In Stroop matching tasks, participants indicate whether the color of an object matches the meaning of a color word printed in color. Previously in this journal, b6Luo (1999) concluded that interference between two incongruent representations of the same attribute (ink color) occurs prior to the response stage. However, this conclusion was based on questionable data analysis. We suggest analyzing the data by separating "same" and "different" responses and then analyzing three congruency conditions within the "different" responses: (a) congruence between word color and word meaning, (b) congruence between word color and object color, and (c) incongruence between word color, word meaning, and object color. In an experiment similar to Luo's, such an analysis revealed that responding was slowest in the first condition. This pattern of results does not fit with previous conclusions regarding this task, but rather indicates that task conflict and response competition contribute to interference. This analysis has implications for matching tasks other than the Stroop matching task.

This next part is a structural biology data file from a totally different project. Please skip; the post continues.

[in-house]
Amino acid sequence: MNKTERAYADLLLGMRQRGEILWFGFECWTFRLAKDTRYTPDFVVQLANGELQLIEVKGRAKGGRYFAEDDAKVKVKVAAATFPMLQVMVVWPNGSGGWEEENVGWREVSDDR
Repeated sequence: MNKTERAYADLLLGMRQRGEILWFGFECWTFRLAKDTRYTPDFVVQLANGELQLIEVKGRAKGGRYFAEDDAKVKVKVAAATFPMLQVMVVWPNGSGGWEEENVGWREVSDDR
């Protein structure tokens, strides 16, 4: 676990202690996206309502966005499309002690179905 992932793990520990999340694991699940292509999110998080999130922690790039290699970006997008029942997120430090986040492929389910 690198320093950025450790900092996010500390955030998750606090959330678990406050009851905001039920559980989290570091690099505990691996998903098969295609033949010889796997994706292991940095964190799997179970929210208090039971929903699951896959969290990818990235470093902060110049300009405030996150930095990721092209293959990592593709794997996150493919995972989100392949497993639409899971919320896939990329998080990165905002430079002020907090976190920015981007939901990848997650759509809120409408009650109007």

|Number of pages||5|
|State||Published - Feb 2006|
Bibliographical noteFunding Information:
This research was supported by the Israel Science Foundation, Grant 859/01.
ASJC Scopus subject areas
- Psychology (all)